I've dusted all those old bottles and set them up straight.

Re: The moon and other astronomy stuff
« Reply #130 on: 06 December, 2020, 12:32:34 am »
My first attempt using astrophotography mode on the mobile (Google Pixel4a - detects phone is on tripod when in NightSight mode).  Phone on mini-tripod; looking SW...

27mm (35mm equiv) 4m5s exp.  f1.7 ISO320 

Surprised by the resolution.


PXL_20201205_2254 by a oxon, on Flickr

Pxl-astro_2020-12-06 by a oxon, on Flickr

Was able to locate Uranus (Ur) fairly easily, by comparing Pxl photo to Stellarium on PC.    H = Hamal in Aries

Pleiades (P) at 100% crop.

PXL_20201205_2254_Pleiades_100 by a oxon, on Flickr

Pleiades (crop from Stellarium).   

Stell_pleiades by a oxon, on Flickr

Destroying rainforest for economic gain is like burning a Renaissance painting to cook a meal.  EOW.

hellymedic

  • Just do it!
Re: The moon and other astronomy stuff
« Reply #131 on: 08 April, 2021, 11:23:26 pm »
Not quite sure what makes this newsworthy...
https://www.bbc.co.uk/news/av/uk-england-leicestershire-56537299

Re: The moon and other astronomy stuff
« Reply #132 on: 03 May, 2021, 09:55:57 am »
Trying out my new camera last week, I took a picture of the super moon and some clouds. I'm nowhere near long lens here and there was stuff in the way of the view, but...
Super Moon by Dan, on Flickr

jiberjaber

  • ... Fancy Pants \o/ ...
  • ACME S&M^2
Re: The moon and other astronomy stuff
« Reply #133 on: 03 May, 2021, 04:31:23 pm »
My first attempt using astrophotography mode on the mobile (Google Pixel4a - detects phone is on tripod when in NightSight mode).  Phone on mini-tripod; looking SW...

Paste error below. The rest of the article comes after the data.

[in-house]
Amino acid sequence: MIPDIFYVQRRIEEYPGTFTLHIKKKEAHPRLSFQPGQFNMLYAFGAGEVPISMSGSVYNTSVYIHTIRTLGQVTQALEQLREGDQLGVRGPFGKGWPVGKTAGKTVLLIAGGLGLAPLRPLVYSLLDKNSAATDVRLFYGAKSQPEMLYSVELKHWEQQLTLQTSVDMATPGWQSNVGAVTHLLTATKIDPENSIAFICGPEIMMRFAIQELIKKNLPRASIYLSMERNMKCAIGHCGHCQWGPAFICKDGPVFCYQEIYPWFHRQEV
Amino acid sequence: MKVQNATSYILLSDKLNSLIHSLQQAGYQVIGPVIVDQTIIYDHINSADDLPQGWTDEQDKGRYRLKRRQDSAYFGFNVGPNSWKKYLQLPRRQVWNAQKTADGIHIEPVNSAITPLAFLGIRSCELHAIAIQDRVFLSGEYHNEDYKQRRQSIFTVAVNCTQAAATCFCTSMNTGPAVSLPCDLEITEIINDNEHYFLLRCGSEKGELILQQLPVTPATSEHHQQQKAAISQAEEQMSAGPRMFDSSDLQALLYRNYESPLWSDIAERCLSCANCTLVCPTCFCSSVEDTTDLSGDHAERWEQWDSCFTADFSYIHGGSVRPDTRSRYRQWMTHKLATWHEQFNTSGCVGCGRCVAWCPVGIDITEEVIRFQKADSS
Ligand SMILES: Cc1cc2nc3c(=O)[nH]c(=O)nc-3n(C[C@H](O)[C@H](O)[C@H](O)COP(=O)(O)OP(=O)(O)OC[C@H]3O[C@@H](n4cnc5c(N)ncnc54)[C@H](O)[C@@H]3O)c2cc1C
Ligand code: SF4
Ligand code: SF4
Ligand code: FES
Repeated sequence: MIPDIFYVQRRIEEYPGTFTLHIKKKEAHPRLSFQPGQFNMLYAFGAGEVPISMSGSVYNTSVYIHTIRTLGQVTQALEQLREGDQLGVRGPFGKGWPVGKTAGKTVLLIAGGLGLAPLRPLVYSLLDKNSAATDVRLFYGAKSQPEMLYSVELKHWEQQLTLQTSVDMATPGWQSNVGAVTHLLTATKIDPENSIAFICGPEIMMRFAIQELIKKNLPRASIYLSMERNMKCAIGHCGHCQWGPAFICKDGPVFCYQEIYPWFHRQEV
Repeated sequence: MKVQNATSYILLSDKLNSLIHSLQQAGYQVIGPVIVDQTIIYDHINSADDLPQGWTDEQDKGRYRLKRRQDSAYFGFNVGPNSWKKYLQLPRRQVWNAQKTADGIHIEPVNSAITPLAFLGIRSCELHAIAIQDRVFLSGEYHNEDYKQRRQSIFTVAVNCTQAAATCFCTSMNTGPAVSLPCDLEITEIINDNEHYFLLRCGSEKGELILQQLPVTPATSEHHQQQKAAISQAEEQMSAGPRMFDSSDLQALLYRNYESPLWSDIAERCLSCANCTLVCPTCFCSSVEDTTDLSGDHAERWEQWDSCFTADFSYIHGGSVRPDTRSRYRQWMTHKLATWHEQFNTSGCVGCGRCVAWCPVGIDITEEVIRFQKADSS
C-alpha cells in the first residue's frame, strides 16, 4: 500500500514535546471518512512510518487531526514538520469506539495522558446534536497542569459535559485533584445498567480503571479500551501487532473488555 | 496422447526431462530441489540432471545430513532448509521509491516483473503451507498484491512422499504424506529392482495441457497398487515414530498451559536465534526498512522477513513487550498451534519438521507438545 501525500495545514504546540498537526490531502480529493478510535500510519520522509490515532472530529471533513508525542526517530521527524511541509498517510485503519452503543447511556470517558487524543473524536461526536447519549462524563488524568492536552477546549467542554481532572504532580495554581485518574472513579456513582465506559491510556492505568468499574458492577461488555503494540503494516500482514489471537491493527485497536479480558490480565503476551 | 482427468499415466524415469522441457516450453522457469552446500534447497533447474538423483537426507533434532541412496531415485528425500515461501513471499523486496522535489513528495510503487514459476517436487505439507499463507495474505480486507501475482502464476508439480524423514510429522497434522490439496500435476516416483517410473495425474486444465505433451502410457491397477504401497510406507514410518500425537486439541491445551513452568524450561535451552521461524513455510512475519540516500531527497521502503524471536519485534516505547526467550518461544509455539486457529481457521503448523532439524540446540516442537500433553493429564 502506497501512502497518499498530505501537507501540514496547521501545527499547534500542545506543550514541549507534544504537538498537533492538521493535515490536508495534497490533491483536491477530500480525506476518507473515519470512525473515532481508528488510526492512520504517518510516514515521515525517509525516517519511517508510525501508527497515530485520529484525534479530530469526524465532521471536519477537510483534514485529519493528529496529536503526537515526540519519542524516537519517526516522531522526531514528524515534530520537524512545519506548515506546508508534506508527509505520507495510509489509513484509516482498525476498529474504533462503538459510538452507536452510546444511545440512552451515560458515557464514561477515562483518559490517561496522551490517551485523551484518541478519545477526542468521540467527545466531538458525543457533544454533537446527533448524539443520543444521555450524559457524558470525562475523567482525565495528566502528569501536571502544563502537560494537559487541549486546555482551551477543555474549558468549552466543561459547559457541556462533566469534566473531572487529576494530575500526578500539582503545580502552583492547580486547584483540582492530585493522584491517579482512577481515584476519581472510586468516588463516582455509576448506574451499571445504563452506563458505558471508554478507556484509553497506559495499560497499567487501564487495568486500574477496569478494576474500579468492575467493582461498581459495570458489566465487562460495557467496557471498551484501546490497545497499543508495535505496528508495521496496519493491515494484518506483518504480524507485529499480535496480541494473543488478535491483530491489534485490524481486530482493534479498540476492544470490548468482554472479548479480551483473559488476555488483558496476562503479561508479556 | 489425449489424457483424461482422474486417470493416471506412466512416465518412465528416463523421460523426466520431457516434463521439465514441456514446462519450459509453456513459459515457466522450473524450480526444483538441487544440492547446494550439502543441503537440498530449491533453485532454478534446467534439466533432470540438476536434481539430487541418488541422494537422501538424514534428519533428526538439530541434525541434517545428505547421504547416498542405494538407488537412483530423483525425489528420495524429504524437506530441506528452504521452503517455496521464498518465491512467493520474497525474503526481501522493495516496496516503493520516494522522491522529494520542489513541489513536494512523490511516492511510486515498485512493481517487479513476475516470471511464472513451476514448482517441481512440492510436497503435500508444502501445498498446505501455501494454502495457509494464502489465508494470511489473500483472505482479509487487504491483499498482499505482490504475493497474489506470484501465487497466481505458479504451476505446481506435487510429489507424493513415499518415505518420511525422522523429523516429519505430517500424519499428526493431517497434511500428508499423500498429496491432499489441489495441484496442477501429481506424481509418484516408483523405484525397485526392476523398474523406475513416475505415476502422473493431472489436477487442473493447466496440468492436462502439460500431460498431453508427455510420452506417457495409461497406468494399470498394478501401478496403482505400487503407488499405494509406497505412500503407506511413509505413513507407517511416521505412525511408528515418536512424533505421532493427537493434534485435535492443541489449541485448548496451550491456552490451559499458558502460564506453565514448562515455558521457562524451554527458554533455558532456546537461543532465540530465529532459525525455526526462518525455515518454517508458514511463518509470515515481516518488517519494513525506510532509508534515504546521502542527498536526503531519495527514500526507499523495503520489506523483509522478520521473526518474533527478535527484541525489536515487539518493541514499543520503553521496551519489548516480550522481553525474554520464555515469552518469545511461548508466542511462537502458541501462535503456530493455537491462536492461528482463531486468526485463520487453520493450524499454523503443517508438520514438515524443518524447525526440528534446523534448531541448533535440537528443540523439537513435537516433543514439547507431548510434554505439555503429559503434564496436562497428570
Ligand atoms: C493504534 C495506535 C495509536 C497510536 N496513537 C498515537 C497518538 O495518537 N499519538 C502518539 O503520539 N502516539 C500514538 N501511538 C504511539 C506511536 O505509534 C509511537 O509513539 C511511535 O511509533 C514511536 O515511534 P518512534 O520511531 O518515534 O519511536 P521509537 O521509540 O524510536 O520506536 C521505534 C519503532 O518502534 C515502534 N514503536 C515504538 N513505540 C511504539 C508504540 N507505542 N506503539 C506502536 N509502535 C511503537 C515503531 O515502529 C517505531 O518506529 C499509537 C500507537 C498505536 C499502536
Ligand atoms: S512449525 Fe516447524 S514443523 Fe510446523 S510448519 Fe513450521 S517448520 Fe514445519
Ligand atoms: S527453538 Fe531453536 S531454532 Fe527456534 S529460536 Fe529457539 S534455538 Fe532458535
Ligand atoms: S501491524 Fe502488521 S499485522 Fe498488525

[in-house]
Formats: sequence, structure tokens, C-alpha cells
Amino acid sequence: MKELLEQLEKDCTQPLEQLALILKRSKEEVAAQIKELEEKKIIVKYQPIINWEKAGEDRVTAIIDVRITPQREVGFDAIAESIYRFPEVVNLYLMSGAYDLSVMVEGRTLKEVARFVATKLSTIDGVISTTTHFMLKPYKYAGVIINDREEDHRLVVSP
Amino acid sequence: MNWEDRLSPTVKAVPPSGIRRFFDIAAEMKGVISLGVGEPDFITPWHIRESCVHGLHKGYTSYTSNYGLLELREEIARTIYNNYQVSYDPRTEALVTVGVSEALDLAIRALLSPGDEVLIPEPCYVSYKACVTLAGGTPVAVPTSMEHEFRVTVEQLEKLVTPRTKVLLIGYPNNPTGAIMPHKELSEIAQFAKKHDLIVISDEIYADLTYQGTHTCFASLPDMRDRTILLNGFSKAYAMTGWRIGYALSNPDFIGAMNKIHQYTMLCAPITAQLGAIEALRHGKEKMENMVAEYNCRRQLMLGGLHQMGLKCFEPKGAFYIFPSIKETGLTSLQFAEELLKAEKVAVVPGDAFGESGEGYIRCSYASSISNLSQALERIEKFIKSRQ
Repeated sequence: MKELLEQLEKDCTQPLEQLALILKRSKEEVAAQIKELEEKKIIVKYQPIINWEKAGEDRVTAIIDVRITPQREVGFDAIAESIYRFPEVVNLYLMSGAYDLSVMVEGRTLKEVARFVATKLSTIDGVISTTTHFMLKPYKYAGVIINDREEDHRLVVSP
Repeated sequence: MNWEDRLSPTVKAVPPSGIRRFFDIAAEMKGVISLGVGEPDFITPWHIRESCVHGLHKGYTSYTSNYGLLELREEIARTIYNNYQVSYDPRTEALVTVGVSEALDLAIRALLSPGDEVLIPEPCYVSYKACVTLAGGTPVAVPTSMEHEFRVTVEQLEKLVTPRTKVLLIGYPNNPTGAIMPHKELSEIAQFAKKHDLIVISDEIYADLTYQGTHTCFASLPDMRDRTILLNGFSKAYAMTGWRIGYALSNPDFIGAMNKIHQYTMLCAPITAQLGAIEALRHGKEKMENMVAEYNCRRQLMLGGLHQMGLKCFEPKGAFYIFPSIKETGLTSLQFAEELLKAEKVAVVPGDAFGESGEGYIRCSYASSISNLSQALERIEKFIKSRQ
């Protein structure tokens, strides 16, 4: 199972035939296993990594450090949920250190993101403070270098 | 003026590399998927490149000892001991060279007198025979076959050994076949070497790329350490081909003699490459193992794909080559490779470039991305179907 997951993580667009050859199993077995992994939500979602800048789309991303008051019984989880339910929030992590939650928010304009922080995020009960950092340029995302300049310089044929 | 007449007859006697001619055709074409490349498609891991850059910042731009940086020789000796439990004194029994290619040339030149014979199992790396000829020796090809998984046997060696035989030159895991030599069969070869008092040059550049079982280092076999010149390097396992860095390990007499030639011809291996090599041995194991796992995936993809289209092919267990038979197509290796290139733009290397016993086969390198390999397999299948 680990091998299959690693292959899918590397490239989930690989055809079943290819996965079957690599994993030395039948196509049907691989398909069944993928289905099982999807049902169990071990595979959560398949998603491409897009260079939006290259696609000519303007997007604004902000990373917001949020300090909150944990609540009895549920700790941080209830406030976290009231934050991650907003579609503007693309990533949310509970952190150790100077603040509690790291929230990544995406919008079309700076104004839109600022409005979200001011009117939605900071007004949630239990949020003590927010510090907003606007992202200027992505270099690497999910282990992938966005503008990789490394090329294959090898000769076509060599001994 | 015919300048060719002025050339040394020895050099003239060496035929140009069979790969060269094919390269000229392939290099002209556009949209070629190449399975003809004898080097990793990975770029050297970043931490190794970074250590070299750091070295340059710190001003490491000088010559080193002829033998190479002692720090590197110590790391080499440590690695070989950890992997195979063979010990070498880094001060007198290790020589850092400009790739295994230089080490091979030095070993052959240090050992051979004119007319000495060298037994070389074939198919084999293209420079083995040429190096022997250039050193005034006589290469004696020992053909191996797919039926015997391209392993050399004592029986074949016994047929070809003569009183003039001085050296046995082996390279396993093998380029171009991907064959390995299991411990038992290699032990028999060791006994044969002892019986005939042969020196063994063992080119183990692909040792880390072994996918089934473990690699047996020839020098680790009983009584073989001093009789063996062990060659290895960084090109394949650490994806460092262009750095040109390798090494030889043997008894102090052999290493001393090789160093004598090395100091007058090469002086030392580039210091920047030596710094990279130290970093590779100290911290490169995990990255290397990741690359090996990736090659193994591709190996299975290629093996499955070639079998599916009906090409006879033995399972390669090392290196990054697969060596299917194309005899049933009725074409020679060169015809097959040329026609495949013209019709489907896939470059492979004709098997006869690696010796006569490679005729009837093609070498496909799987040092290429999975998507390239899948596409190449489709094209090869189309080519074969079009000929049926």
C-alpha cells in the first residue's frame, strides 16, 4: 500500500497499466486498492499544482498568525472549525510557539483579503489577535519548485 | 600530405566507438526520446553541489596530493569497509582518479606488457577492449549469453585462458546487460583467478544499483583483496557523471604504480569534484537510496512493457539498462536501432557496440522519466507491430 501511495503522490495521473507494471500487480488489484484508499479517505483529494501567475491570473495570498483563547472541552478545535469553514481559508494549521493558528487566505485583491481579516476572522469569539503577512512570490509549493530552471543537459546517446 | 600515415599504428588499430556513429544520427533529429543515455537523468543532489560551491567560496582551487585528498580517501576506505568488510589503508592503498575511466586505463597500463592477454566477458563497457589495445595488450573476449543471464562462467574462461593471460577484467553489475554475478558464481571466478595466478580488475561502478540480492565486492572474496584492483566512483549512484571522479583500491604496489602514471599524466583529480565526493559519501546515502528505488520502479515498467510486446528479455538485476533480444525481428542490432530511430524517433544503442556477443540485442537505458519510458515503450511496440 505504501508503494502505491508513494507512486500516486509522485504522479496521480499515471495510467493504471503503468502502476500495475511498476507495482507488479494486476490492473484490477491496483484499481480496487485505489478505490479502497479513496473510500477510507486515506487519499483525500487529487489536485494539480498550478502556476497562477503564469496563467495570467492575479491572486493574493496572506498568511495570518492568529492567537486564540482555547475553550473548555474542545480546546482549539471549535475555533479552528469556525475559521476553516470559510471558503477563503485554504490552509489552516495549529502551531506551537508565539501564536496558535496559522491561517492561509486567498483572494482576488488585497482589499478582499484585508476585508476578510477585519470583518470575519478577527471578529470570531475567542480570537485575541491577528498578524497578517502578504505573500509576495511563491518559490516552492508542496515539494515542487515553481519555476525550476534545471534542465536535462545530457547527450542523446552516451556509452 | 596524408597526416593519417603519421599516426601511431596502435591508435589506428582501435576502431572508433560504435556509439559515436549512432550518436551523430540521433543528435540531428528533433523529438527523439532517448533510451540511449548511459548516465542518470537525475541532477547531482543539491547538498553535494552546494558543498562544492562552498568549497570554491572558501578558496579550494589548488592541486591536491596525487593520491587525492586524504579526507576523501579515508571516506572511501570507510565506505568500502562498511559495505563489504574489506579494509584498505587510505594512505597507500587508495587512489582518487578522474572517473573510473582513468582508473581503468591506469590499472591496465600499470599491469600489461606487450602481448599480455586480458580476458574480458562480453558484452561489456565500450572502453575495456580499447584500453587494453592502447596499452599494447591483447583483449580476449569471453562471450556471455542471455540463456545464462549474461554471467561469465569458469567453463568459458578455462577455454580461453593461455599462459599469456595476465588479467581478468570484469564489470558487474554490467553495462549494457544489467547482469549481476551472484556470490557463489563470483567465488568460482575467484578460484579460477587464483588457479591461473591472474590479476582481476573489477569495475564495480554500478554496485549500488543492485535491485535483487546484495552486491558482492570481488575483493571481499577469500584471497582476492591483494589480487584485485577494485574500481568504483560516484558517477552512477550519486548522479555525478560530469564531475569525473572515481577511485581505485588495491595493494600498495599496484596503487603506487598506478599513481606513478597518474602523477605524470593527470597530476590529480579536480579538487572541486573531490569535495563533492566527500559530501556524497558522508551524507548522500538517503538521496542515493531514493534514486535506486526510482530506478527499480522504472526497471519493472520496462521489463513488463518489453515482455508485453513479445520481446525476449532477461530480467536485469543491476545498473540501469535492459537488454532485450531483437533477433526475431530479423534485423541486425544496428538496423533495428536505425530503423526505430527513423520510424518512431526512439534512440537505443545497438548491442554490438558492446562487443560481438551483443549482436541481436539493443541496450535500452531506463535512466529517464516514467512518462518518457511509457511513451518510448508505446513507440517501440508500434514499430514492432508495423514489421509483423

27mm (35mm equiv) 4m5s exp.  f1.7 ISO320 

Surprised by the resolution.


PXL_20201205_2254 by a oxon, on Flickr

Pxl-astro_2020-12-06 by a oxon, on Flickr

Was able to locate Uranus (Ur) fairly easily, by comparing Pxl photo to Stellarium on PC.    H = Hamal in Aries

Pleiades (P) at 100% crop.

PXL_20201205_2254_Pleiades_100 by a oxon, on Flickr

Pleiades (crop from Stellarium).   

Stell_pleiades by a oxon, on Flickr

If you join and submit to the following on Flickr it should plate solve for you  :)

https://www.flickr.com/groups/astrometry/
Regards,

Joergen

Re: The moon and other astronomy stuff
« Reply #134 on: 04 May, 2021, 04:32:06 pm »
...

If you join and submit to the following on Flickr it should plate solve for you  :)

https://www.flickr.com/groups/astrometry/

Thanks.  Done.  I wonder how long it takes.

Previously I'd found the Andromeda Galaxy in my photo.  You can make out the fuzzy disc - I think...   :)

'parently M31 is 2.5mLYs away.  220000 LY across.  1 trillion solar masses (2x Milky way), and will collide with the Milky Way in 4-5 billion yrs.   :o   I guess this means that the light from M31 arriving at earth now, some 2.5m yrs later, left the galaxy around the time of Homo habilis early humans 'appeared'...

PXL_20201205_2254_andromeda-GMP by a oxon, on Flickr
Destroying rainforest for economic gain is like burning a Renaissance painting to cook a meal.  EOW.

jiberjaber

  • ... Fancy Pants \o/ ...
  • ACME S&M^2
Re: The moon and other astronomy stuff
« Reply #135 on: 05 May, 2021, 09:07:30 am »
You could also try uploading to https://nova.astrometry.net/upload

Though it might need less oval stars in order to cooperate.

If that fails I could give it a go at plate solving in Pixinsight.
Regards,

Joergen